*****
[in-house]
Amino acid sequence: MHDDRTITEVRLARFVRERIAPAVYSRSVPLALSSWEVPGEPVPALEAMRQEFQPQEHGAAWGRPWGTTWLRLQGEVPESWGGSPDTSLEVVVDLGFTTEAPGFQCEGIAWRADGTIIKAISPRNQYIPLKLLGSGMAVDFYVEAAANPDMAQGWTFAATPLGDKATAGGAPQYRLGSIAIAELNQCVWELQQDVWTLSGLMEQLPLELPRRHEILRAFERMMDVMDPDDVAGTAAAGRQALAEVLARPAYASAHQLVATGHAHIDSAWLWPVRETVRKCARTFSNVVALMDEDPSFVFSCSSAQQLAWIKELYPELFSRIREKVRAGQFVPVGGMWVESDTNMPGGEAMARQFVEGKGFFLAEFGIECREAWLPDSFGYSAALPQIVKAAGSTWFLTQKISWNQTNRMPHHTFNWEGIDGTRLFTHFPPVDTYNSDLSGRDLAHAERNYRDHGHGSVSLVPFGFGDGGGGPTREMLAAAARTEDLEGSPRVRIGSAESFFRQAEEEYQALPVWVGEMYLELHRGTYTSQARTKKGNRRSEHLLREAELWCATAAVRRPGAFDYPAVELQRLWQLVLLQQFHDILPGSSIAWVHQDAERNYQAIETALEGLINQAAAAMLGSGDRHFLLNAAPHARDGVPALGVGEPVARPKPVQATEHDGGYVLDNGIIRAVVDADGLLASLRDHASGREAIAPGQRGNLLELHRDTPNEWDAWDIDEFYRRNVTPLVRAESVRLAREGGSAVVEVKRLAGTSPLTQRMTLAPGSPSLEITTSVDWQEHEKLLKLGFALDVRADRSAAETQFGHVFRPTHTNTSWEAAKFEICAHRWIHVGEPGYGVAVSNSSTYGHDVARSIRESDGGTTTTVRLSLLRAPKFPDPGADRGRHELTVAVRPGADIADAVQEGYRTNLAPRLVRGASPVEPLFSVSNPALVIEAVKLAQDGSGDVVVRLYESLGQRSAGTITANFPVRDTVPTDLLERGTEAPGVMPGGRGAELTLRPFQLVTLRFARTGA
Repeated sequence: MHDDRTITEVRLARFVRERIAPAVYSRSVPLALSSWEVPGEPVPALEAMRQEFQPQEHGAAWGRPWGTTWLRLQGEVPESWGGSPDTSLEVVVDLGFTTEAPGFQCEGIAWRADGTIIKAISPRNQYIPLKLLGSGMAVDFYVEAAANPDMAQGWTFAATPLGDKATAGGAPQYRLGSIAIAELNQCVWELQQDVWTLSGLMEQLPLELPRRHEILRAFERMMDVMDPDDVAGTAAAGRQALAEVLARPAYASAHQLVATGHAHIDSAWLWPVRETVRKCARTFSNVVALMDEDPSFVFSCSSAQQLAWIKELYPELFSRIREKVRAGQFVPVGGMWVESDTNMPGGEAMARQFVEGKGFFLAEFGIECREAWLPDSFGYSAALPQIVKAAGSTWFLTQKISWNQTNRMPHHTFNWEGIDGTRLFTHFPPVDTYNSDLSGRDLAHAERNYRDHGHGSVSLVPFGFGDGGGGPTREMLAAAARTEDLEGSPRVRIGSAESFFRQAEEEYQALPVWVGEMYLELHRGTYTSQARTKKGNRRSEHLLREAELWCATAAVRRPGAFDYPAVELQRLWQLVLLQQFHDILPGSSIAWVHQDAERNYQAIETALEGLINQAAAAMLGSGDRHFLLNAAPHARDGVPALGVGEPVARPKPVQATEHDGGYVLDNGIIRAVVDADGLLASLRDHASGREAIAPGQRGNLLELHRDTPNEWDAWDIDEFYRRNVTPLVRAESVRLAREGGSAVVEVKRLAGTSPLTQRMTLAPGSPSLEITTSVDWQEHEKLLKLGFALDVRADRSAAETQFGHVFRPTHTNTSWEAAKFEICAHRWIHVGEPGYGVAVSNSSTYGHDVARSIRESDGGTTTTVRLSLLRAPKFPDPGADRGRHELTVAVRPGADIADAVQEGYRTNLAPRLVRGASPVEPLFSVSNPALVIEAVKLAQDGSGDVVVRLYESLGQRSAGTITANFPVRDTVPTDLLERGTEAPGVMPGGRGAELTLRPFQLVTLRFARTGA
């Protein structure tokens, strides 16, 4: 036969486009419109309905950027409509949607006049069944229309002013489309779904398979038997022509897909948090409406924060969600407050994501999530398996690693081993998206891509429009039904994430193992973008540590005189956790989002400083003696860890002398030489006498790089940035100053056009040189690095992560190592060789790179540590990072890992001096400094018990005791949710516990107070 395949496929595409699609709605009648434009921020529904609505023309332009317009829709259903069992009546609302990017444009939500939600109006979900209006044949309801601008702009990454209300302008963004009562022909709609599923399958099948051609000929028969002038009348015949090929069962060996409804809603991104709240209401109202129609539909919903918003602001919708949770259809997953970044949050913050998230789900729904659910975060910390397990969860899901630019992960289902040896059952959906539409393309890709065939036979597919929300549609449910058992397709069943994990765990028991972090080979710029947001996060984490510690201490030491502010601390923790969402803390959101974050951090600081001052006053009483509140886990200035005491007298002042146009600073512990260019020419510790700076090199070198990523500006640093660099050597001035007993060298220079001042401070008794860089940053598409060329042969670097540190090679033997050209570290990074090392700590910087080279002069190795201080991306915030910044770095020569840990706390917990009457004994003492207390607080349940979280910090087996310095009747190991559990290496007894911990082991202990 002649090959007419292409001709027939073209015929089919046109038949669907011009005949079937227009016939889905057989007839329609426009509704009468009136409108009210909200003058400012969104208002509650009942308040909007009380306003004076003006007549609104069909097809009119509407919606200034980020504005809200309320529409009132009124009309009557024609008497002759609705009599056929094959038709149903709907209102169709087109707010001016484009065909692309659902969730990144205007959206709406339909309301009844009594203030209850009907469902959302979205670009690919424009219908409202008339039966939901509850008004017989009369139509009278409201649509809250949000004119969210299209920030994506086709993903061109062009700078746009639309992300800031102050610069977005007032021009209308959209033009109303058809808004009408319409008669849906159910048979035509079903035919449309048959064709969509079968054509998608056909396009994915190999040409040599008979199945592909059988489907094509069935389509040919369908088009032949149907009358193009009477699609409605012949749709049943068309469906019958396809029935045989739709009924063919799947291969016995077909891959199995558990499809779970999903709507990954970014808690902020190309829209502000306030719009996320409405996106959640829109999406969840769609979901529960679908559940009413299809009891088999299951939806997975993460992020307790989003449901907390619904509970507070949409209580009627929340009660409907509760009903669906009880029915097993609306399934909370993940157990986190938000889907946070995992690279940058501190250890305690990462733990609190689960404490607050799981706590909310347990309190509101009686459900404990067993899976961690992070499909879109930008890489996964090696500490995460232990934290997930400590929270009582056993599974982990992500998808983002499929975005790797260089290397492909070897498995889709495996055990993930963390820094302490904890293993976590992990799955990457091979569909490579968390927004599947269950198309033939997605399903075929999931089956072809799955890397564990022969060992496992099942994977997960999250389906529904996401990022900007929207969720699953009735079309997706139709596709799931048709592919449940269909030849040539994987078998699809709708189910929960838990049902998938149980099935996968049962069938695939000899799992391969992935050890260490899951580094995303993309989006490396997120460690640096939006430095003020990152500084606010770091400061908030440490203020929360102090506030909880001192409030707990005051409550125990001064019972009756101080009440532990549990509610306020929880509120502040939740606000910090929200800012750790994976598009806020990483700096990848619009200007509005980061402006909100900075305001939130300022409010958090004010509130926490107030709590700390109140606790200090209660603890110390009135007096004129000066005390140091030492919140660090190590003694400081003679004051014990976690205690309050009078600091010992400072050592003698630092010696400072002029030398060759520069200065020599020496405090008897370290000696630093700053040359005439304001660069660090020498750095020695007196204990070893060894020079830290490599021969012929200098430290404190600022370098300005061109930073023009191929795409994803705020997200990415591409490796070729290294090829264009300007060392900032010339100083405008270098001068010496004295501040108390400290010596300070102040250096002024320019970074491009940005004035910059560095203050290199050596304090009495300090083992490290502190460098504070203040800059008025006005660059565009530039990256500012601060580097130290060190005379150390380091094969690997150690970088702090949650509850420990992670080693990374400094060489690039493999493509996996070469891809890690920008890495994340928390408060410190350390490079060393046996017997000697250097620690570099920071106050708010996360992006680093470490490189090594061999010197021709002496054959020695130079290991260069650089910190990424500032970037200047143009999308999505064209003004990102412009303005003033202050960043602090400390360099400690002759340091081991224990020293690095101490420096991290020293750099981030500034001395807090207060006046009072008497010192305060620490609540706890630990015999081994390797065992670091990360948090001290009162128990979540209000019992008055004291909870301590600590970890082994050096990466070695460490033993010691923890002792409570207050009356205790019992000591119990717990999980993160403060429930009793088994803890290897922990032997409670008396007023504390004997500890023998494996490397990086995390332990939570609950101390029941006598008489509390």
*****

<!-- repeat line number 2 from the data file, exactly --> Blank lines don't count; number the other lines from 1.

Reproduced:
Amino acid sequence: MHDDRTITEVRLARFVRERIAPAVYSRSVPLALSSWEVPGEPVPALEAMRQEFQPQEHGAAWGRPWGTTWLRLQGEVPESWGGSPDTSLEVVVDLGFTTEAPGFQCEGIAWRADGTIIKAISPRNQYIPLKLLGSGMAVDFYVEAAANPDMAQGWTFAATPLGDKATAGGAPQYRLGSIAIAELNQCVWELQQDVWTLSGLMEQLPLELPRRHEILRAFERMMDVMDPDDVAGTAAAGRQALAEVLARPAYASAHQLVATGHAHIDSAWLWPVRETVRKCARTFSNVVALMDEDPSFVFSCSSAQQLAWIKELYPELFSRIREKVRAGQFVPVGGMWVESDTNMPGGEAMARQFVEGKGFFLAEFGIECREAWLPDSFGYSAALPQIVKAAGSTWFLTQKISWNQTNRMPHHTFNWEGIDGTRLFTHFPPVDTYNSDLSGRDLAHAERNYRDHGHGSVSLVPFGFGDGGGGPTREMLAAAARTEDLEGSPRVRIGSAESFFRQAEEEYQALPVWVGEMYLELHRGTYTSQARTKKGNRRSEHLLREAELWCATAAVRRPGAFDYPAVELQRLWQLVLLQQFHDILPGSSIAWVHQDAERNYQAIETALEGLINQAAAAMLGSGDRHFLLNAAPHARDGVPALGVGEPVARPKPVQATEHDGGYVLDNGIIRAVVDADGLLASLRDHASGREAIAPGQRGNLLELHRDTPNEWDAWDIDEFYRRNVTPLVRAESVRLAREGGSAVVEVKRLAGTSPLTQRMTLAPGSPSLEITTSVDWQEHEKLLKLGFALDVRADRSAAETQFGHVFRPTHTNTSWEAAKFEICAHRWIHVGEPGYGVAVSNSSTYGHDVARSIRESDGGTTTTVRLSLLRAPKFPDPGADRGRHELTVAVRPGADIADAVQEGYRTNLAPRLVRGASPVEPLFSVSNPALVIEAVKLAQDGSGDVVVRLYESLGQRSAGTITANFPVRDTVPTDLLERGTEAPGVMPGGRGAELTLRPFQLVTLRFARTGA